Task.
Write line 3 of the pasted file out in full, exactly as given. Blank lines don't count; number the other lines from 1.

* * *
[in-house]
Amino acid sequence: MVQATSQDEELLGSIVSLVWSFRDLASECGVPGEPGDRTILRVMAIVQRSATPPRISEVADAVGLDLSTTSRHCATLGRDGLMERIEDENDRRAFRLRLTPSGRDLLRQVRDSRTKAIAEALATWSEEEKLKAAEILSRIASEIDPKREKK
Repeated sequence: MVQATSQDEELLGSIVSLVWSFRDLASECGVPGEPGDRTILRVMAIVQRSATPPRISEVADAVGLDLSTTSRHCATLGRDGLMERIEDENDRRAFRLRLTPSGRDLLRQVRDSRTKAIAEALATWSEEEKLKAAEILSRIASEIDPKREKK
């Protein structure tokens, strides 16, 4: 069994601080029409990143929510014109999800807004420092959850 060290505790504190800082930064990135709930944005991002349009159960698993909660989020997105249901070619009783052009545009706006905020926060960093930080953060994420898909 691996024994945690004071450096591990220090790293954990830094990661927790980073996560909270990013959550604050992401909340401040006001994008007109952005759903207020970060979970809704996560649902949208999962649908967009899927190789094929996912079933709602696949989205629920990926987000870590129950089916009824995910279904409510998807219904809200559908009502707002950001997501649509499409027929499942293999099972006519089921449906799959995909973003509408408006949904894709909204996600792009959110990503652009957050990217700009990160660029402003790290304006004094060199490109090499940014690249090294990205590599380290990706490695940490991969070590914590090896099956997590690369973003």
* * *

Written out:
Repeated sequence: MVQATSQDEELLGSIVSLVWSFRDLASECGVPGEPGDRTILRVMAIVQRSATPPRISEVADAVGLDLSTTSRHCATLGRDGLMERIEDENDRRAFRLRLTPSGRDLLRQVRDSRTKAIAEALATWSEEEKLKAAEILSRIASEIDPKREKK